Prepared as ‘Advanced Practice Nurses’ (an overarching term for RNs prepared at the graduated level), one can focus on one of four roles:
- Nurse Practitioner - these nurses provide high-quality healthcare services similar to those of a physician. They diagnose and treat a range of healthcare problems, focusing on health promotion, disease prevention, health education and counseling. Find more information from the American.
- Clinical Nurse Specialist - these nurses practice in three spheres of influence: the client sphere (individual, family, and community), the staff sphere (nurses, nursing practice) and the organization/system sphere. They use research and evidence-based practices to create new and improved models of care.
- Certified Nurse-Midwife - these nurses care for women (adolescent through menopause), emphasizing pregnancy, childbirth, and gynecological health. They can perform physical examinations and prescribe contraceptive methods, as well as care for male partners of sexually transmitted infections.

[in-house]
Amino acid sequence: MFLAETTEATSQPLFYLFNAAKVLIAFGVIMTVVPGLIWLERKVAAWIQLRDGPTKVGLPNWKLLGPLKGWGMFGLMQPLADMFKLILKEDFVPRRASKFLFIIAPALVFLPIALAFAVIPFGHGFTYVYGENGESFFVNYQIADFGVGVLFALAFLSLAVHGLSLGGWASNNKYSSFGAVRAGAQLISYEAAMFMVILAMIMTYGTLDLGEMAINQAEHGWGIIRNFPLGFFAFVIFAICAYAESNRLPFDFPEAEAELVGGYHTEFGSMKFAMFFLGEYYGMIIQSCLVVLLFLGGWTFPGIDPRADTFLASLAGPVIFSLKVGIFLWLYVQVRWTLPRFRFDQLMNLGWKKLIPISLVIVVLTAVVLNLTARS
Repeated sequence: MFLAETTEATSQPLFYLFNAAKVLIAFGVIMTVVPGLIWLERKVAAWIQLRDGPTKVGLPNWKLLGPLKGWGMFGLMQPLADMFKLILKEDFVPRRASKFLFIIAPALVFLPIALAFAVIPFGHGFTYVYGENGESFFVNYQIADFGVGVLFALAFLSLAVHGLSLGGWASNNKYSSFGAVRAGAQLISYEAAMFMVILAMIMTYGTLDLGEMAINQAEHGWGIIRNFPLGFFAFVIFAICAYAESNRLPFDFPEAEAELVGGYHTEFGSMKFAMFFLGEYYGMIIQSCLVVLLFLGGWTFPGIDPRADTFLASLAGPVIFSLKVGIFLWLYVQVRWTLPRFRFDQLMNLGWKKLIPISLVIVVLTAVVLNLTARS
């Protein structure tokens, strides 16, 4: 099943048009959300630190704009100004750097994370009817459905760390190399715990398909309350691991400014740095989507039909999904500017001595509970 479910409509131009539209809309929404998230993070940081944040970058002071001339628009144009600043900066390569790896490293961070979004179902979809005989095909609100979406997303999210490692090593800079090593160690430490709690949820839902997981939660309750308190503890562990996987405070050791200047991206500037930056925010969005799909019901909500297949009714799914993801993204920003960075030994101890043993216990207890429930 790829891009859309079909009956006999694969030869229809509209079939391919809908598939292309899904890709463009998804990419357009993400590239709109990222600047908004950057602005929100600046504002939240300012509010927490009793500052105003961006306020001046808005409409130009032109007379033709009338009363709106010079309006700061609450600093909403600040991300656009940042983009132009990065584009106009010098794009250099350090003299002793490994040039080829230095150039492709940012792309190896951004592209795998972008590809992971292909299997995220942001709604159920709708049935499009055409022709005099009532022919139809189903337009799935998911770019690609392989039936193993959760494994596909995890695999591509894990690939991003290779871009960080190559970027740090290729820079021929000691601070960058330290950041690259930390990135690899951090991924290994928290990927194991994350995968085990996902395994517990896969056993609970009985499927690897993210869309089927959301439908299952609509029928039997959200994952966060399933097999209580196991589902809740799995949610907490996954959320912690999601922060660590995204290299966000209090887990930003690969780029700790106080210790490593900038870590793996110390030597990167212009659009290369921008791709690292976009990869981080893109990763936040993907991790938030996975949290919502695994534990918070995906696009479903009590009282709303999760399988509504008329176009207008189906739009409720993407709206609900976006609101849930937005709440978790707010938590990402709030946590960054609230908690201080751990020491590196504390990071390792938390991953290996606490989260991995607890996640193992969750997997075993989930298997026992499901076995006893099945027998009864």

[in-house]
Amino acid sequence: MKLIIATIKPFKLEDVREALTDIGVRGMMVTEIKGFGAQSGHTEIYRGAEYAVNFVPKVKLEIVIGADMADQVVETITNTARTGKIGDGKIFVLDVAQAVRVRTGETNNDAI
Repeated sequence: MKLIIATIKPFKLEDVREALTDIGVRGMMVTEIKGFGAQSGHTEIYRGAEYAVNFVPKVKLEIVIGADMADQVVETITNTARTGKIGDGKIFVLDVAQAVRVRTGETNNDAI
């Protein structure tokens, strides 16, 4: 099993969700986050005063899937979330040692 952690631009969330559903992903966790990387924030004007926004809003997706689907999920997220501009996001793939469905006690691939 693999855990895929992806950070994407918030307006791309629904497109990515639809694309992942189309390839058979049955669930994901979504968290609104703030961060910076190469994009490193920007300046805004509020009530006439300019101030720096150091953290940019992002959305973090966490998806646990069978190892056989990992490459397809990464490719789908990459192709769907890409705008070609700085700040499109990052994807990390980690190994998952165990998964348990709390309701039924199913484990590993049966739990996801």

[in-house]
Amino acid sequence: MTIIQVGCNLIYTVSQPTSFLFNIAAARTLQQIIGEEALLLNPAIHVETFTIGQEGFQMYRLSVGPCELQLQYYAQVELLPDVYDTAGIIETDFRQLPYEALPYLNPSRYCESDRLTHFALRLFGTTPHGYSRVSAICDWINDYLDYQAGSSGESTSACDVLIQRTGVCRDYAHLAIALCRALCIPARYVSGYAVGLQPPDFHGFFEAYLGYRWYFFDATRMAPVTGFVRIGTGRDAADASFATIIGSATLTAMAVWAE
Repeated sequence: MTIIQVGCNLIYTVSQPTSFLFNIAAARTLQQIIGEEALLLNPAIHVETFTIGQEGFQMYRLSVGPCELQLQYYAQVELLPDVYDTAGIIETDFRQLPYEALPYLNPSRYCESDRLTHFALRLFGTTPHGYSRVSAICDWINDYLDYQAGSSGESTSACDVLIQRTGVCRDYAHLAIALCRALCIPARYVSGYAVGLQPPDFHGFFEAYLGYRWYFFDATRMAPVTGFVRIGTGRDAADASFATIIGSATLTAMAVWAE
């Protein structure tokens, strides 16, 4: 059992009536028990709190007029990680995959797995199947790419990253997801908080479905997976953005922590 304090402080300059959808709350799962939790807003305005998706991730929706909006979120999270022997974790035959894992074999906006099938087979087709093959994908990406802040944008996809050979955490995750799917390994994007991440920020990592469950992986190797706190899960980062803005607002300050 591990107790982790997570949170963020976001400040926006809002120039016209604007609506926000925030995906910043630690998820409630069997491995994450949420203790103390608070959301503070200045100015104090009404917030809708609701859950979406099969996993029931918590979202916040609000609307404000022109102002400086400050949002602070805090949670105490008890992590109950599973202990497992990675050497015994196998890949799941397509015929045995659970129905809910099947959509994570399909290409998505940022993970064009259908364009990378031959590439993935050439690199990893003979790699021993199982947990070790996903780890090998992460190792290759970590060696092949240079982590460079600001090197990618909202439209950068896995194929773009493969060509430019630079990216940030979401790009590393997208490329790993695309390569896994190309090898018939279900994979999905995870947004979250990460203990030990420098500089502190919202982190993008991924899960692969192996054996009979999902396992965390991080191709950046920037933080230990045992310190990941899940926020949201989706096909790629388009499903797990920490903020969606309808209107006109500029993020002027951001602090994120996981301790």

- Nurse Anesthetist - these nurses administer anesthesia for all types of surgical procedures in a variety of settings (traditional hospital surgical suites and obstetrical delivery rooms, ambulatory surgical centers and offices of dentists, podiatrists, and plastic surgeons.
Over her long career, Florence Nightingale used her political connections, intellect, and resolve to literally transform nursing to a respected profession. To honor her lasting impact, Nightingale received the Order of Merit, a highly distinguished award personally conferred by the reigning monarch, Queen Victoria.
A more highly educated profession is a necessity, required to meet the nursing needs of the nation and to deliver effective and safe care. So, consider advancing your education. Nursing has a proud heritage, one that deserves to be continued!
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Photo credit: Courtesy of photographer, Peyton C. Blackwell